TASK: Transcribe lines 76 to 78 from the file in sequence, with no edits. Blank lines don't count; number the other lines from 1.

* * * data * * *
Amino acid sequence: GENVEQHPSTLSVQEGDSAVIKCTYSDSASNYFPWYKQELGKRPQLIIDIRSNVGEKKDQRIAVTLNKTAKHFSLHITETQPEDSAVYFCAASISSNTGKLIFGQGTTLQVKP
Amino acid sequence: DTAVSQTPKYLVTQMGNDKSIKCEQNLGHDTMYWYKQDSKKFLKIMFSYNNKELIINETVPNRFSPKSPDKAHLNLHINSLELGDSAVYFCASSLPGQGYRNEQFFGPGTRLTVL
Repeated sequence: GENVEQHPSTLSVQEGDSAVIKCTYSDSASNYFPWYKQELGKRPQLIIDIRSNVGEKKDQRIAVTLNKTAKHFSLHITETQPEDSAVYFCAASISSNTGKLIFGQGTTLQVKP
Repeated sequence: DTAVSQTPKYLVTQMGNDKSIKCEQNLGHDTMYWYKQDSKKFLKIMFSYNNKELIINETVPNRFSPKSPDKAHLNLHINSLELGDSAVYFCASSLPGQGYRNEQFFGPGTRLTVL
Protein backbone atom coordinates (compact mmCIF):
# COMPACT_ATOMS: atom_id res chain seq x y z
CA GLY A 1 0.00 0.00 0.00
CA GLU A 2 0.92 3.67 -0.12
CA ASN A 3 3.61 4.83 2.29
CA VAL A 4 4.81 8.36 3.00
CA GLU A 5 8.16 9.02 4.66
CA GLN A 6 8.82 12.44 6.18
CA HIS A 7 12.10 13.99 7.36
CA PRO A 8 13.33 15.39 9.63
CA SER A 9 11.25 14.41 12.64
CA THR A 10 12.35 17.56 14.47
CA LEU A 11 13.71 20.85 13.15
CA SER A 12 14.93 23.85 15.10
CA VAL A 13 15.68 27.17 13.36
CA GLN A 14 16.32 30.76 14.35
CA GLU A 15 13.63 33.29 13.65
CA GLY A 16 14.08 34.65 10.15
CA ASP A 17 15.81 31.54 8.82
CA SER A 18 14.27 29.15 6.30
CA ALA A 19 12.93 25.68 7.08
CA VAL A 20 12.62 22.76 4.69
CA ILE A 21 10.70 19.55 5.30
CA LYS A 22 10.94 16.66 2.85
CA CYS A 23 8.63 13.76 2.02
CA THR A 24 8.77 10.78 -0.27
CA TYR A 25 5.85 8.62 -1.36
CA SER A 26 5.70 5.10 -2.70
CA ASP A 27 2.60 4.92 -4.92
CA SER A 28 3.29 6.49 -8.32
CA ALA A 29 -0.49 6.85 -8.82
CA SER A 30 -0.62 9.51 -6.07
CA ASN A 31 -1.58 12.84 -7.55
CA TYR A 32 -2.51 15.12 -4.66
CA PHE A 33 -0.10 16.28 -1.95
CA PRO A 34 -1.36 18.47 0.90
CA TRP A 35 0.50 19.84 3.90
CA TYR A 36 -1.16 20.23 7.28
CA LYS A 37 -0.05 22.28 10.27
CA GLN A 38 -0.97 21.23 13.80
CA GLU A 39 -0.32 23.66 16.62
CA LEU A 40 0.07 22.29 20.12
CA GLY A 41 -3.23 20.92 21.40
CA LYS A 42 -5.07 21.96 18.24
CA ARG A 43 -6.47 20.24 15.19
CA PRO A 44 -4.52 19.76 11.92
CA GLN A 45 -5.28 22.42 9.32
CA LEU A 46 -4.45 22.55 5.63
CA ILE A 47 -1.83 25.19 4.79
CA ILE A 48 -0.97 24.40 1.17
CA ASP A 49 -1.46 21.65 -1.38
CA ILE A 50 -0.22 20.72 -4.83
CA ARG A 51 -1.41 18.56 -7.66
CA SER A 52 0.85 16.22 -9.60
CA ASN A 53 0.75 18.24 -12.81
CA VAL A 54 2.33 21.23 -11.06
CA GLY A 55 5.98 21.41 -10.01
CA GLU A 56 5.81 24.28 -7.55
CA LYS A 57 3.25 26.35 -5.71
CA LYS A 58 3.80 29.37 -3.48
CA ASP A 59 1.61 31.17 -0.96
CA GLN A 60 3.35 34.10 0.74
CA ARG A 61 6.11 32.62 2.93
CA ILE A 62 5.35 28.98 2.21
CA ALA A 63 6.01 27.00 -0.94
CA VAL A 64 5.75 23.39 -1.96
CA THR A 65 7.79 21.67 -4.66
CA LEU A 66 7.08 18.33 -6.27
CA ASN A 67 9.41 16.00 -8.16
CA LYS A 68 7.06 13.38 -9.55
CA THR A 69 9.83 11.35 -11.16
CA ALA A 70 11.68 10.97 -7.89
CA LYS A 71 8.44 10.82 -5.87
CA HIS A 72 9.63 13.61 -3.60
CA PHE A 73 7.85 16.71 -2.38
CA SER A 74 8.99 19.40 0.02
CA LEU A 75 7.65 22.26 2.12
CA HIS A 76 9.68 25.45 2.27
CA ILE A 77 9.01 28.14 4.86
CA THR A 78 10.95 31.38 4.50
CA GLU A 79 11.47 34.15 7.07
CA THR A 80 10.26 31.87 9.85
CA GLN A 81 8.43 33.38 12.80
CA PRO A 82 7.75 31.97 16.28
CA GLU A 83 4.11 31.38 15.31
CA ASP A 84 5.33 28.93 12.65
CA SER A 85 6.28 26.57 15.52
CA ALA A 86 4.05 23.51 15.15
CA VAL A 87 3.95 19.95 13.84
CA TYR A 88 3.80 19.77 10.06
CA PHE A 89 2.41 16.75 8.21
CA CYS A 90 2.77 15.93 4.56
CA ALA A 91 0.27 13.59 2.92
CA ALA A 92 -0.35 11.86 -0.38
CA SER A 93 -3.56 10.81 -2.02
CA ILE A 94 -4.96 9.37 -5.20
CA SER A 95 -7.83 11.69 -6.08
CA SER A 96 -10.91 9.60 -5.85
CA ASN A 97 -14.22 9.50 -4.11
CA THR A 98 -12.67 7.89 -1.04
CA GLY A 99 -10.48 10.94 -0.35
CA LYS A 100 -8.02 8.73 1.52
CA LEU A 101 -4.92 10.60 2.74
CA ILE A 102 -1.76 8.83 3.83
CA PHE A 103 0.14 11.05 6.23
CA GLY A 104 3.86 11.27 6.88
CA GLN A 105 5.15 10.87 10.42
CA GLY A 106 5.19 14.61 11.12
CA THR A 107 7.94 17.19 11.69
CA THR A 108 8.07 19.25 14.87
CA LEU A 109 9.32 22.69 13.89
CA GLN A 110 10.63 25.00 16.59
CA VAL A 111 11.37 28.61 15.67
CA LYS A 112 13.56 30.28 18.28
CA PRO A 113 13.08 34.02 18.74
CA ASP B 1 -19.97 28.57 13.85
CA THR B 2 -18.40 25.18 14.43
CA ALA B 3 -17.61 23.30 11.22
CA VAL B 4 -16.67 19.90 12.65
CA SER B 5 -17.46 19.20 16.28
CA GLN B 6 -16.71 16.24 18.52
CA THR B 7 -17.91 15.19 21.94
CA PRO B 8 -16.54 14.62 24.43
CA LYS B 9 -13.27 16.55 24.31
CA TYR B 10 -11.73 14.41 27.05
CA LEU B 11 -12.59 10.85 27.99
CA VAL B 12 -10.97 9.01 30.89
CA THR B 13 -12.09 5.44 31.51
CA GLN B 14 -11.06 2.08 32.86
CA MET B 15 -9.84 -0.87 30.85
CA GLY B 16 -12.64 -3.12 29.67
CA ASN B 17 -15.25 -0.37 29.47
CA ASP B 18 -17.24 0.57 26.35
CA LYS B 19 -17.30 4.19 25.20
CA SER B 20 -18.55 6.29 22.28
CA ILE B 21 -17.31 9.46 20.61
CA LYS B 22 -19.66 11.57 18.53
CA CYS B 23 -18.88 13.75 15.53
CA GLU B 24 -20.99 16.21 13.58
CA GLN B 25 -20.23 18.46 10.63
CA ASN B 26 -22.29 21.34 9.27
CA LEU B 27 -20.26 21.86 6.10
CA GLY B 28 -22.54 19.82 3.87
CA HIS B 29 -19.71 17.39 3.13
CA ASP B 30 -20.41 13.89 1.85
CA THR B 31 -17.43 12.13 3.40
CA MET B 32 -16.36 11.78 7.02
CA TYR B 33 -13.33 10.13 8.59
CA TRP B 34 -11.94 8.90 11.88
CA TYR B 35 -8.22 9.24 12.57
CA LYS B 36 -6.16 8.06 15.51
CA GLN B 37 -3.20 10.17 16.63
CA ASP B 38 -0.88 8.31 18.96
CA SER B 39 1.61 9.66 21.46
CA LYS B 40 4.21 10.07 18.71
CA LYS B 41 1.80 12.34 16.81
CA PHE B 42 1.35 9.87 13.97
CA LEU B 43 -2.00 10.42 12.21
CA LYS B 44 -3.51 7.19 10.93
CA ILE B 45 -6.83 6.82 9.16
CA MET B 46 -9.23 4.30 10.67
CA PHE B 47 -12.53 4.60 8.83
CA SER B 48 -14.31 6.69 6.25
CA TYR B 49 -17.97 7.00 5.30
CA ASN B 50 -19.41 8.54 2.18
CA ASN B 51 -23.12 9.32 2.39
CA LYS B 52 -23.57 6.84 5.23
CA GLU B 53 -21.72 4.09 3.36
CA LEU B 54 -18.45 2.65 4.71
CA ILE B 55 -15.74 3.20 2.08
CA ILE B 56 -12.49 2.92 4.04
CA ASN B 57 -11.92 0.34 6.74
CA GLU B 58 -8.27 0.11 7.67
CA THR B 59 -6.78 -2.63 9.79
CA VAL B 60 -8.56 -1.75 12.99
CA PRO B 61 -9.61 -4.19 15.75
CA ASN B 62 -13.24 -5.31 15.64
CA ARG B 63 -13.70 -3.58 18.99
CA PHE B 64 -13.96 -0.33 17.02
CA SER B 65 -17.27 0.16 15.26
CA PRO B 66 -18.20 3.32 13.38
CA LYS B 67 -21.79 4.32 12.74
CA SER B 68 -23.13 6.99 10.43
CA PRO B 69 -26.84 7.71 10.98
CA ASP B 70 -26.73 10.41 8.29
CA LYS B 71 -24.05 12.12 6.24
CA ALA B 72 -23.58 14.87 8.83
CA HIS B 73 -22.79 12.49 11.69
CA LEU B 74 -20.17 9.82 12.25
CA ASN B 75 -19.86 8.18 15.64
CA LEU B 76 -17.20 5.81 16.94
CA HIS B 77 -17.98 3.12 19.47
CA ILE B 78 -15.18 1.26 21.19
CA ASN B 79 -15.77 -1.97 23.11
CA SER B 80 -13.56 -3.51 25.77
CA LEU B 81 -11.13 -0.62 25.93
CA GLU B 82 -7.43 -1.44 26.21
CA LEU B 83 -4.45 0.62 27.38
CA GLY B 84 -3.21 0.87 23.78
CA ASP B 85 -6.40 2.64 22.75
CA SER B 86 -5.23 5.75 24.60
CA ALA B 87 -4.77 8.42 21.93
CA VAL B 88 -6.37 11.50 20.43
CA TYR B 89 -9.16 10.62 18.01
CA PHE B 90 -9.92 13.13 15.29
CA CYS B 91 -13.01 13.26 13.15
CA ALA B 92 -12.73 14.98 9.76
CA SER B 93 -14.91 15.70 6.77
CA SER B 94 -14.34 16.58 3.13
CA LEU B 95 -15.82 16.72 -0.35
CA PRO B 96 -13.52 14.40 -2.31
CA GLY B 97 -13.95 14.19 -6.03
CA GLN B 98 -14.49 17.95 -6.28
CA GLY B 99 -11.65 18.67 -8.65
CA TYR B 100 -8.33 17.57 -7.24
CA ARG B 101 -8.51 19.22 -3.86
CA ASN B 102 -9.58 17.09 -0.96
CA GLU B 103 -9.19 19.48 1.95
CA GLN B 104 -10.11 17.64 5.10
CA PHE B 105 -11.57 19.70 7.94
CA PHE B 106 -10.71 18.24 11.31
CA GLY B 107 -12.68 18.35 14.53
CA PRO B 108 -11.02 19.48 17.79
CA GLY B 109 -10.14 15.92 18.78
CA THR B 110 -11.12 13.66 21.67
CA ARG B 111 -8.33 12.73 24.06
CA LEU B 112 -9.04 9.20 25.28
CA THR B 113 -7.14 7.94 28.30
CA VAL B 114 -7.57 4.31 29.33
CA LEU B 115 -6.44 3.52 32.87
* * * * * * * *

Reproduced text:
CA ALA A 70 11.68 10.97 -7.89
CA LYS A 71 8.44 10.82 -5.87
CA HIS A 72 9.63 13.61 -3.60